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Thursday, December 20, 2007


I woke up in tears this morning.

Not exactly immediately, but it began when my first thought was not to glorify God, as has been my habit. For at least a year now, maybe more, I try to make my first thought of the day a prayer, an acknowledgement of God's infinite glory. Sometimes it's simple, sometimes it's the "Gloria" from Mass. Sometimes I sing it, if even in my thoughts, and sometimes it's some other tune. And that's a great way to start the day.

This morning though, I was exhausted for some reason (working until 9:30 on Wednesday nights, getting home after 10, and to sleep even later is NOT conducive to a good night's sleep for me). Well, my German Shepherd greeted my groggy self with a Fire-patented "hug". She ducked her head against my chest and stood quietly so I could rub her neck and scratch behind her ears. She doesn't have the same "hug" as Fire did, considering she doesn't have his elegant form and long, sleek neck, but she learned this particular gesture from him. And that started me off thinking about the day I had to put him to sleep.

I came downstairs in tears, feeling somewhat ridiculous, but figuring that with all the stress of the semester now at an end, with all the stress of last-minute Christmas preparations upon me, perhaps I was just overwhelmed. Ever since my Dad passed away I get a little weird like this as we get closer to the anniversary of his death. (Jan. 3).

I went to check my email while sipping my morning coffee and listening to the news on TV, and found Ma Beck's post about "Pigeon Man", Joseph Zeman.

I was already primed for more tears, and this story did me in. I've never seen the man, but there are echoes in his story that speak of someone who understands that life is beautiful, life is precious, and God cares for those most consider to be "vermin".

And of course, the man was pronounced dead at St. Francis Hospital.

My dad's last words were "St. Francis! St. Francis!", and at a hospital by the same name, he spent his last moments and passed away.

St. Francis, indeed. St. Francis, pray for us all.

Thank God I didn't spend my day in that same melancholy; the storm of tears passed as quickly as it was upon me, and I went about my day in good cheer, although somewhat addled just from being tired. You all know what that's like. (Are Thursdays the worst day of the week for you, too? They are almost worse than Mondays!)

I've been back on the search for a Spiritual Director, and a few weeks ago, after a particular incident involving some religious sisters with a connection to Padre Pio got my attention, I met with a local priest. I'd heard of him and know him by reputation only, and made an appointment. He had told me up front that he couldn't take on any other directees, but I realized I needed to take some kind of step towards Spiritual Direction, and sometimes God just sends us links. He was very kind and invited me to make an appointment, even after I expressed that I knew he was busy and I feared wasting his time. In the end the appointment was set and I went.

He was helpful, gave some advice for some steps to follow, some people to contact, etc. And then he said something that surprised me: he said that he'd told me before that he can't take on anyone else, but he agreed I am in need of spiritual direction, no doubt. So he told me to keep searching, and if I really can't find anyone, to call him back, because he doesn't know what God is asking him to do. He doesn't want to close the door if it also means closing the door on God.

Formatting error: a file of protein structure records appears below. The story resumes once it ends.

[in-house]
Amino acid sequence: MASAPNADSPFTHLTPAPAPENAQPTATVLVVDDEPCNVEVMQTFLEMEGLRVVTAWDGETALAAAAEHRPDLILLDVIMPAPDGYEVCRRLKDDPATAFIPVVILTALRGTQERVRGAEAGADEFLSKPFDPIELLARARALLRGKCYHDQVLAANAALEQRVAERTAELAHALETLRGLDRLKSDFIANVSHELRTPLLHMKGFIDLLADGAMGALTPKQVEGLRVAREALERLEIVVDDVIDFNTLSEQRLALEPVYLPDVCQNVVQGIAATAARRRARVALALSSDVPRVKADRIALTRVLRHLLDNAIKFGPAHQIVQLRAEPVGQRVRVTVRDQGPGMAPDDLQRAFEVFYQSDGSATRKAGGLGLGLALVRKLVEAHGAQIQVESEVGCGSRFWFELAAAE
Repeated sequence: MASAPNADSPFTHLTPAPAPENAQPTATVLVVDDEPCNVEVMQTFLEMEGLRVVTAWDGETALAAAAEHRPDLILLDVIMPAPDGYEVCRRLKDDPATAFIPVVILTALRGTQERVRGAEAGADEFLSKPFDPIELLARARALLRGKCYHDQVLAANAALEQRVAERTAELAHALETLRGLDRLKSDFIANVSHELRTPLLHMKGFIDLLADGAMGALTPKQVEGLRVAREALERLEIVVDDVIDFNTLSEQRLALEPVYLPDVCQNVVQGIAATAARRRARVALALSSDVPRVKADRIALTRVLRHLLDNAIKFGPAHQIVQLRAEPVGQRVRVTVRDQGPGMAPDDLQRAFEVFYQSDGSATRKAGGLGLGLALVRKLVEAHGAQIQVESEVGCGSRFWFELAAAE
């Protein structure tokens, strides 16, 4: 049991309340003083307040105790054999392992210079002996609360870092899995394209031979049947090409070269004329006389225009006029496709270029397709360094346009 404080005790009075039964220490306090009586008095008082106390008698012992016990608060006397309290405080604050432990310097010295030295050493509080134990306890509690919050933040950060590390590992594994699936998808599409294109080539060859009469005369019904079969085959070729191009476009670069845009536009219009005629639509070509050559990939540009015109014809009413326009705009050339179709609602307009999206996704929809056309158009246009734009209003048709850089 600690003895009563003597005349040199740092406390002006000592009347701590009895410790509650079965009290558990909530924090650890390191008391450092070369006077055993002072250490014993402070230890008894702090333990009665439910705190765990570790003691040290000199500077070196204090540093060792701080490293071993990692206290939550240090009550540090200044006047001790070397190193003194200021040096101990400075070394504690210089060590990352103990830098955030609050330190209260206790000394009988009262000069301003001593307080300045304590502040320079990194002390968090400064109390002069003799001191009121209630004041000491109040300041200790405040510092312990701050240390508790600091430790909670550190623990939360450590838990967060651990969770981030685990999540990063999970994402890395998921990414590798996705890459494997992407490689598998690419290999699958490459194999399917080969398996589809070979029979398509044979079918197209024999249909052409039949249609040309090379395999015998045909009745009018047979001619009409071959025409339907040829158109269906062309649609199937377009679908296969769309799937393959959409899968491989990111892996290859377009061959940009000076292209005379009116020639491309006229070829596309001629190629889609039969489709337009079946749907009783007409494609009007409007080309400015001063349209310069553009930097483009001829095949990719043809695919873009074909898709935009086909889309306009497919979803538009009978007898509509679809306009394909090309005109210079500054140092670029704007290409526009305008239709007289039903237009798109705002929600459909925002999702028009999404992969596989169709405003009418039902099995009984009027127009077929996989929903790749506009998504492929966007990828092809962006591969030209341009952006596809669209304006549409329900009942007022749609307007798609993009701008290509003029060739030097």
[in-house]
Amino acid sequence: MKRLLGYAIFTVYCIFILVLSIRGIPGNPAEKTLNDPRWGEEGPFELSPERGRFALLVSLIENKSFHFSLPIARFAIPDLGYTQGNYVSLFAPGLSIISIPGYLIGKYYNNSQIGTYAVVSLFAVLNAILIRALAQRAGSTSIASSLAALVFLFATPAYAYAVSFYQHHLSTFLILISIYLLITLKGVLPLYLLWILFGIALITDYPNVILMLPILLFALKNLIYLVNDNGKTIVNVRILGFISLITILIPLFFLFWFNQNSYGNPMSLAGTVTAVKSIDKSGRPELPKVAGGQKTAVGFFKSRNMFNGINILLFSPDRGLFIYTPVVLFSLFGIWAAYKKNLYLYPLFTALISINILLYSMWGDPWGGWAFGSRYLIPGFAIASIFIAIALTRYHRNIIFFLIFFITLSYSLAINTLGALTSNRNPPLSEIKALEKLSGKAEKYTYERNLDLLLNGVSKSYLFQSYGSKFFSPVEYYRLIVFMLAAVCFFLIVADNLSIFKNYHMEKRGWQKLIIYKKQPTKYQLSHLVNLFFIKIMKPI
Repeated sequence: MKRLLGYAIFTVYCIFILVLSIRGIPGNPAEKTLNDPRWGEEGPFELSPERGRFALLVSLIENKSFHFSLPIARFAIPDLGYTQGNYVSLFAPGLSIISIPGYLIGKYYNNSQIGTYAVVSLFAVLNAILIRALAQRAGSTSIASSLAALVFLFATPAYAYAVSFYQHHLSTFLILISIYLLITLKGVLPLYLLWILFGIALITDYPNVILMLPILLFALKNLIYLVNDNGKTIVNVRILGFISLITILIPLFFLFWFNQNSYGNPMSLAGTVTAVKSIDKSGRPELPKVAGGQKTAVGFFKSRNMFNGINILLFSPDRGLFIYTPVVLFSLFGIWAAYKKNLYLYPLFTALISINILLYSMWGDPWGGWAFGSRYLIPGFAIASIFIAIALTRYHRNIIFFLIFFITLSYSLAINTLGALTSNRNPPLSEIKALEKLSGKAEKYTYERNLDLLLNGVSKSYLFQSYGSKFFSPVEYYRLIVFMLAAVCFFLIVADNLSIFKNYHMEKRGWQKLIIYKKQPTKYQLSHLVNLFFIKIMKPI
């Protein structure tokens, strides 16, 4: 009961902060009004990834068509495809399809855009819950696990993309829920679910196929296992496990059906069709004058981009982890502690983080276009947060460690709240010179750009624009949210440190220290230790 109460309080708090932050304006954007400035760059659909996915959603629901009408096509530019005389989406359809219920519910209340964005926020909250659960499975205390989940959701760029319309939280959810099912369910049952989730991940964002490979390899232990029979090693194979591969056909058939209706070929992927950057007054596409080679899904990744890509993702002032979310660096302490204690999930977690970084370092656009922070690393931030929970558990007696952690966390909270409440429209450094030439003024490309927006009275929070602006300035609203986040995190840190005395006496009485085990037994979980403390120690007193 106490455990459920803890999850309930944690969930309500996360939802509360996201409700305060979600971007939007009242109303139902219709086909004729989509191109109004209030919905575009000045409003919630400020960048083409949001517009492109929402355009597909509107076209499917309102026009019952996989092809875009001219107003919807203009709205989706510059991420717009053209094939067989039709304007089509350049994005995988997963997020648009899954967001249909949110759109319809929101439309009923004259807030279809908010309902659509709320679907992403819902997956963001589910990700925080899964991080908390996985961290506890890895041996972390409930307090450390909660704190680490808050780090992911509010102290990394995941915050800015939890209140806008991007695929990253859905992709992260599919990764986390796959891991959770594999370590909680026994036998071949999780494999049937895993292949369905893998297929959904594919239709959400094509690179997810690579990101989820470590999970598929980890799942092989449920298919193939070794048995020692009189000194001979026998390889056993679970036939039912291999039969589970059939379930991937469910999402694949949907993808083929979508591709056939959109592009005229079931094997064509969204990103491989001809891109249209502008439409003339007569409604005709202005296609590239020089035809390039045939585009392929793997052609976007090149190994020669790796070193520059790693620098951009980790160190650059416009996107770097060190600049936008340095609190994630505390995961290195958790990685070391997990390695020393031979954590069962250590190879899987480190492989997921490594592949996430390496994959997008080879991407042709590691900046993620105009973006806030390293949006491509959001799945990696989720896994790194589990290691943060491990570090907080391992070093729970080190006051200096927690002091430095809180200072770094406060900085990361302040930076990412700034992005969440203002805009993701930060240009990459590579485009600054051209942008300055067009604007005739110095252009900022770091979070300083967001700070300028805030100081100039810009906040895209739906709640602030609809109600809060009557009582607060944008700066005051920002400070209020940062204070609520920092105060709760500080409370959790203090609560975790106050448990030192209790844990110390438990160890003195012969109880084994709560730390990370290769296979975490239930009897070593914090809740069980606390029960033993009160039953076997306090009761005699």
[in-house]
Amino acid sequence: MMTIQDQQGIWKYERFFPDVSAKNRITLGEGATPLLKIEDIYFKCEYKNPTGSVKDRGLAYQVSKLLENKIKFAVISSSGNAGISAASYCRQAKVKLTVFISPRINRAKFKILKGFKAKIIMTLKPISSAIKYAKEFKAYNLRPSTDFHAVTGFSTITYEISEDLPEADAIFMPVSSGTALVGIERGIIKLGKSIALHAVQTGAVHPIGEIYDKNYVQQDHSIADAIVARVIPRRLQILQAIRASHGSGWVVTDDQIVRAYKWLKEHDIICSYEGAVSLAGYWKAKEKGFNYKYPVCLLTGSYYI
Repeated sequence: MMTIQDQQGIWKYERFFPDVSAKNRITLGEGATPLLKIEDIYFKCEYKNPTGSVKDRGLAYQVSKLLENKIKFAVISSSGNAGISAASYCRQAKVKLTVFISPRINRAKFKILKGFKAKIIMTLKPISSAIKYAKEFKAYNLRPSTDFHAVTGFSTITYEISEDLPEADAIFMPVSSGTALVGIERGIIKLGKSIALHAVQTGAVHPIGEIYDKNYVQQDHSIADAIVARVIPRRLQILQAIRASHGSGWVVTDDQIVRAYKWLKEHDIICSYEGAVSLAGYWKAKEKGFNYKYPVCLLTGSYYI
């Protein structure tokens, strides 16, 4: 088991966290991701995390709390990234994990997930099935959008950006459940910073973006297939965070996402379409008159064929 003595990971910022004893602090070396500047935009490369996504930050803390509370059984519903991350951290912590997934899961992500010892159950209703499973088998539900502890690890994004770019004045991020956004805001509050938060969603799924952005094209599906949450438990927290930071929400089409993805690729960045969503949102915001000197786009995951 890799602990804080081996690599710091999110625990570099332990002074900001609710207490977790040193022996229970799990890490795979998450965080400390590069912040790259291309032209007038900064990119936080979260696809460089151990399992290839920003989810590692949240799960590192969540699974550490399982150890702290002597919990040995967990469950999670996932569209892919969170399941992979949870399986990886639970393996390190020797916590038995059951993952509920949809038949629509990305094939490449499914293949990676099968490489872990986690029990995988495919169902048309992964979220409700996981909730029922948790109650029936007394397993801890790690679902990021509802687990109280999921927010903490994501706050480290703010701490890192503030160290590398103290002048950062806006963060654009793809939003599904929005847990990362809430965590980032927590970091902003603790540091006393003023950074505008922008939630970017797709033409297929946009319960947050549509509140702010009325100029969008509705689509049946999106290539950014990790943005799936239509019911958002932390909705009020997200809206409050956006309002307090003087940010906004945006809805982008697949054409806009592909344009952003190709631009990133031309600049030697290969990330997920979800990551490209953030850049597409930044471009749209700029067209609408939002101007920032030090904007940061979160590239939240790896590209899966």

I appreciate that, and completely understand!

There was two things he suggested; I have been able to fulfill one. The other involves a retreat, which was not time-bound. He is extremely familiar with the issues in this area, he understands the problems with cost in flying out to attend discernment retreats, and so it's not something I'm sweating at the moment. At this point, I'm considering a private, silent retreat for lack of anything solid or that I can afford, and it's best to be IN spiritual direction at that time.

For a long time now I've been seeking and waffling about spiritual direction, and there really is nowwhere to go...but to him. I'm still praying, but I think I will be calling him back. At least to start out. It's not as if I'll be on his doorstep every week. (It's not as if I actually have the TIME for ANY of this!)

God's grace. That's all I can lean on. That's all I have. And even as I know this priest is extremely busy and overworked, (as are all great priests in our area!) I think I have to be open to the same thing he is; God's call to obedience. If there is no one else, it must be him. Until God says different.

I'm so conflicted about many things. And I'm not necessarily talking about discernment of religious life here. I've found that with a grad program, coupled with a long-time search for an SD, well, the ante has been upped, and I can't reach holiness without assistance.


Anonymous said...

Yes spiritual direction is so important..whilst i don't get the tears anymore i'm inclined to melancholy...get some rest if you can & go easy on yourself..God bless

eliztrin said...

PRIORITIES.... you can't discern w/o a director. GET A DIRECTOR first.

and BE EASY on yourself. You're doing God's will... that's what is MOST important.


Adoro said...

eliztrin ~ I KNOW, I KNOW! But as I said, getting an SD is not necessarily about discernment...there are other things, too, things I will never write about on my blog.

I'm working on God's will...much of the time failing at following it.